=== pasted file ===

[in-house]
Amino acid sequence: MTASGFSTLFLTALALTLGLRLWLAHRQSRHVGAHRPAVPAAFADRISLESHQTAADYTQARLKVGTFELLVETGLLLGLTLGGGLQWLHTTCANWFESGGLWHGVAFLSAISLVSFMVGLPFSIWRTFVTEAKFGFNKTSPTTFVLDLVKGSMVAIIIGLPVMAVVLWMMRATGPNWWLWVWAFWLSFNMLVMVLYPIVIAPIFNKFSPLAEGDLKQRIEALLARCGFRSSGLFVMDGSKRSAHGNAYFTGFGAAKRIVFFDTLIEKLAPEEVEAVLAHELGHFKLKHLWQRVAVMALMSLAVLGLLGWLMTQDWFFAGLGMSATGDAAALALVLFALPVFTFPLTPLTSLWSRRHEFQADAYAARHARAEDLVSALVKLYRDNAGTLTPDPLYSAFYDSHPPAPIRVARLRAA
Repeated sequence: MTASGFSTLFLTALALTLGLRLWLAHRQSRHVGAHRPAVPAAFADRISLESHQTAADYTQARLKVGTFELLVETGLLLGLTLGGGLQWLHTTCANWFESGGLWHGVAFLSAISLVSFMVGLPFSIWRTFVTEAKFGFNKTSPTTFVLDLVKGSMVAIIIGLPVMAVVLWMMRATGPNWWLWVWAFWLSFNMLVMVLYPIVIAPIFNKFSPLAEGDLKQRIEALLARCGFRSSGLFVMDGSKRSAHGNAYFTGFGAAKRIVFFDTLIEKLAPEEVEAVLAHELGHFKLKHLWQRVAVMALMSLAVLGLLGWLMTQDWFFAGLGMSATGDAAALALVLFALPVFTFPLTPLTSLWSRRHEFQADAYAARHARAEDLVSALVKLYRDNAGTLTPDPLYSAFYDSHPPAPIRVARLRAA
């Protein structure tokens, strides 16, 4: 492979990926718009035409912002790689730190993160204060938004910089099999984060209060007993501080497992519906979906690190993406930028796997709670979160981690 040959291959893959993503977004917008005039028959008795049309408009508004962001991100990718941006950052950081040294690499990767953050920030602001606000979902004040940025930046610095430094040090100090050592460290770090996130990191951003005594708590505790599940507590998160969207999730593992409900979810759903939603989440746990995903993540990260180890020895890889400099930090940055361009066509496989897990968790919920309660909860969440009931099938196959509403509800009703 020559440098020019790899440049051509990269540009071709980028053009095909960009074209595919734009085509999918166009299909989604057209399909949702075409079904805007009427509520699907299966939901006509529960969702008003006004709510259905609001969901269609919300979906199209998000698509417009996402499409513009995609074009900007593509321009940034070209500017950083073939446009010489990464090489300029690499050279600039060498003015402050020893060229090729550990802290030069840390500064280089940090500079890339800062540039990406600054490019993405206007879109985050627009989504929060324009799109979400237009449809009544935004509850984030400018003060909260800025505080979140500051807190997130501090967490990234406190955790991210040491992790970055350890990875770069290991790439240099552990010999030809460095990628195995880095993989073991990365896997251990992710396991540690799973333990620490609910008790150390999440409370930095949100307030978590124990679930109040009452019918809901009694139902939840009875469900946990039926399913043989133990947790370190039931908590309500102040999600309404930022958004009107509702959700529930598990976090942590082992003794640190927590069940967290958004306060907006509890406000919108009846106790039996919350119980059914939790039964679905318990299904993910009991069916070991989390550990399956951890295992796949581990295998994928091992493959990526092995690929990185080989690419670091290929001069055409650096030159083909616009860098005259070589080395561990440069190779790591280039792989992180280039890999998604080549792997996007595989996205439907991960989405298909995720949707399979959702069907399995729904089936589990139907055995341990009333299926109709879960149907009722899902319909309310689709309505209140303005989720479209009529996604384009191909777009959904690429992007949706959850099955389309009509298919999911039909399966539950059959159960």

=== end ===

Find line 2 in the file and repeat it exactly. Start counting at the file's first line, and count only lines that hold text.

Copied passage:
Amino acid sequence: MTASGFSTLFLTALALTLGLRLWLAHRQSRHVGAHRPAVPAAFADRISLESHQTAADYTQARLKVGTFELLVETGLLLGLTLGGGLQWLHTTCANWFESGGLWHGVAFLSAISLVSFMVGLPFSIWRTFVTEAKFGFNKTSPTTFVLDLVKGSMVAIIIGLPVMAVVLWMMRATGPNWWLWVWAFWLSFNMLVMVLYPIVIAPIFNKFSPLAEGDLKQRIEALLARCGFRSSGLFVMDGSKRSAHGNAYFTGFGAAKRIVFFDTLIEKLAPEEVEAVLAHELGHFKLKHLWQRVAVMALMSLAVLGLLGWLMTQDWFFAGLGMSATGDAAALALVLFALPVFTFPLTPLTSLWSRRHEFQADAYAARHARAEDLVSALVKLYRDNAGTLTPDPLYSAFYDSHPPAPIRVARLRAA